Gas: a broken bridge between coal and green energies

Everything indicates that renewable energies will dominate before the thought


El gas: un puente roto entre el carbón y las energías verdes

While the energy matrix of the world is changing as governments close the doors to fossil fuels, everything indicates that renewable energies will dominate sooner than previously thought. Countries such as France announce that vehicles by the year 2030 will be powered by electric motors. China, for its part, affirms through its prime minister, Li Keqiang, that "our words have weight and our actions must be successful", referring to the commitments made by the Asian giant at COP 21 in France in 2015.

China consumes the same amount of coal as the rest of the world. For this reason, it is from relevant to indispensable that your government takes the necessary measures to "curb your addiction to coal," as mentioned by Isabel Hilton, founder of Chinadialogue; it is in this way that the largest contributor of CO2 emissions to the atmosphere committed to reducing its consumption by 60% by 2020, setting the tone for the world.

Despite Trump's decision to ignore climate change and avoid reducing the CO2 contributions of the second largest emitting country on the planet, states like California have been dedicated to assess and implement changes in the energy matrix firmly.

A quarter of the energy required by California is generated through an energy basket composed of renewable or non-conventional energies. Solar, wind and geothermal electricity combine to produce 25% of the energy required by that US state while a third is produced from gas. Only 10% of California's energy is produced through hydroelectric plants, an increasingly uncertain source of energy due to the lack of regularity in rainfall year after year. The use of new sources of energy in 2017 grew in that state by 10% compared to the previous year.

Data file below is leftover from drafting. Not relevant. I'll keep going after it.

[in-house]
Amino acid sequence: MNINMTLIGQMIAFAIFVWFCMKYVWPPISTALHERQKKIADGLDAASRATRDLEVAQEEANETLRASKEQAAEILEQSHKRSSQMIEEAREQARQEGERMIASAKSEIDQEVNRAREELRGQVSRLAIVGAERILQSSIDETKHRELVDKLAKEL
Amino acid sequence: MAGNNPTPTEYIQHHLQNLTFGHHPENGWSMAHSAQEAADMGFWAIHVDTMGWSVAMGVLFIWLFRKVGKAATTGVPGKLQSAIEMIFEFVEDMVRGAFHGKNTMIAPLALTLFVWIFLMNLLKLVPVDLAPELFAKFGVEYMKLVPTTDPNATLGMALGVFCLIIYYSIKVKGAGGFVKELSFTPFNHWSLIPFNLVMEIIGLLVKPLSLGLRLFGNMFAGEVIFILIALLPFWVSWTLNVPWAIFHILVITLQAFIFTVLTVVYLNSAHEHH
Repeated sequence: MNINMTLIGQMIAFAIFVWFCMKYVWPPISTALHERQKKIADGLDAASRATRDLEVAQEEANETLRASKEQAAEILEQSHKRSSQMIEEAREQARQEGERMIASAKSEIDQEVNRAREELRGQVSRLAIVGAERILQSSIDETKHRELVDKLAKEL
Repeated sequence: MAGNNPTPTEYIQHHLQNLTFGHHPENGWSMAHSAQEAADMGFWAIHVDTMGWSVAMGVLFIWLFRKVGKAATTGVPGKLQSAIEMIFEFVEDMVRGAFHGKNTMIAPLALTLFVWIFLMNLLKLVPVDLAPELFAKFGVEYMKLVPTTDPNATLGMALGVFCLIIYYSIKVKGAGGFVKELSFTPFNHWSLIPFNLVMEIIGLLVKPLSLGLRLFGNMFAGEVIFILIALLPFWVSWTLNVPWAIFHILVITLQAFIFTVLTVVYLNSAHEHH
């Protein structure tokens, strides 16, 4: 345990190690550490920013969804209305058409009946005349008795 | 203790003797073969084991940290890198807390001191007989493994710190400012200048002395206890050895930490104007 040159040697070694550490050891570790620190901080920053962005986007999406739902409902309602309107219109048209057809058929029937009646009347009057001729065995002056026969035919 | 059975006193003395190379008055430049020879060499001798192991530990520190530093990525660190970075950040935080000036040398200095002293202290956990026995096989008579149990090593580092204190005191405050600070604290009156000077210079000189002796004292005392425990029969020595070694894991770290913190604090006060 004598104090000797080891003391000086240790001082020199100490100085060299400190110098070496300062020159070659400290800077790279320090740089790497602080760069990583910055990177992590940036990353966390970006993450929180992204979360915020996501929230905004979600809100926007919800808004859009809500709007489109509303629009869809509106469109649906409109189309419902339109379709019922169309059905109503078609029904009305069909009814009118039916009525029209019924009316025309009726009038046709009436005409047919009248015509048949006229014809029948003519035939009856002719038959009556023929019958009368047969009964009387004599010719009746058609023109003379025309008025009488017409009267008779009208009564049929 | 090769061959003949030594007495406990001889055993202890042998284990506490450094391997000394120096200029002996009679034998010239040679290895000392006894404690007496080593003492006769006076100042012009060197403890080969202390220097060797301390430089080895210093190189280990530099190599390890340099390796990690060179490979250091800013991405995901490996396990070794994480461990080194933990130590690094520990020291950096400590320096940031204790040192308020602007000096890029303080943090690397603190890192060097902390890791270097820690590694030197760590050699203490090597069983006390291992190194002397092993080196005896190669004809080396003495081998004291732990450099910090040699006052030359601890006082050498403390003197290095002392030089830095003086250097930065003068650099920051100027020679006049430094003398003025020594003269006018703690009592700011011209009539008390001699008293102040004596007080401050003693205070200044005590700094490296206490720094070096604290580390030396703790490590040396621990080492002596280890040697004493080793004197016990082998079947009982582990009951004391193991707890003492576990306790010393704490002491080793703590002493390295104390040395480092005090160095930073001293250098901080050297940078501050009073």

However, there are countries that consider that the transition to leave behind the use of fuels must be done slowly, drawing a bridge between coal and the so-called green energies through a balance: the use of coal decreases, the use of gas increases and they are implementing non-conventional energies such as solar, wind, tidal, or geothermal, among others.

This formula, which aims to make traffic slow, due to the need of investing large amounts in initial resources and the high cost of energy storage systems, such as batteries, seems to be being distorted and the need to rethink it is evident.

The reduction in emissions between coal and gas is minimal, almost non-existent. While it is true that moving away from coal represents a major step forward in terms of the slowdown in global warming due to the reduction of emissions, the exploitation of gas contributes generously to climate change thanks to the constant leakage of methane CH4, which is 96 times more powerful as a greenhouse effect that the same CO2.

Policies such as those adopted by California, which obliges electricity suppliers to design plans with the purpose of meeting established goals, is a great example of how it can be migrated from 19th century fuel to 21st century fuels. The state government set the route, committing itself to reducing CO2 emissions by 40% compared to 1990, and that its sources of electricity production were at least 50% by 2030.

In the case of Colombia, the multinational giant BHP Billiton shareholder of El Cerrejón, a mine that has caused major environmental impacts in the north of the South American country, has announced its intention to withdraw from the World Coal Association for disagreeing with the route that that guild continues pretending in the world in spite of the announcement of more than 20 countries to stop consuming that polluting fuel.

 

 

Latin American Post | Alberto Castaño Camacho
Copy edited by Laura Rocha Rueda

 

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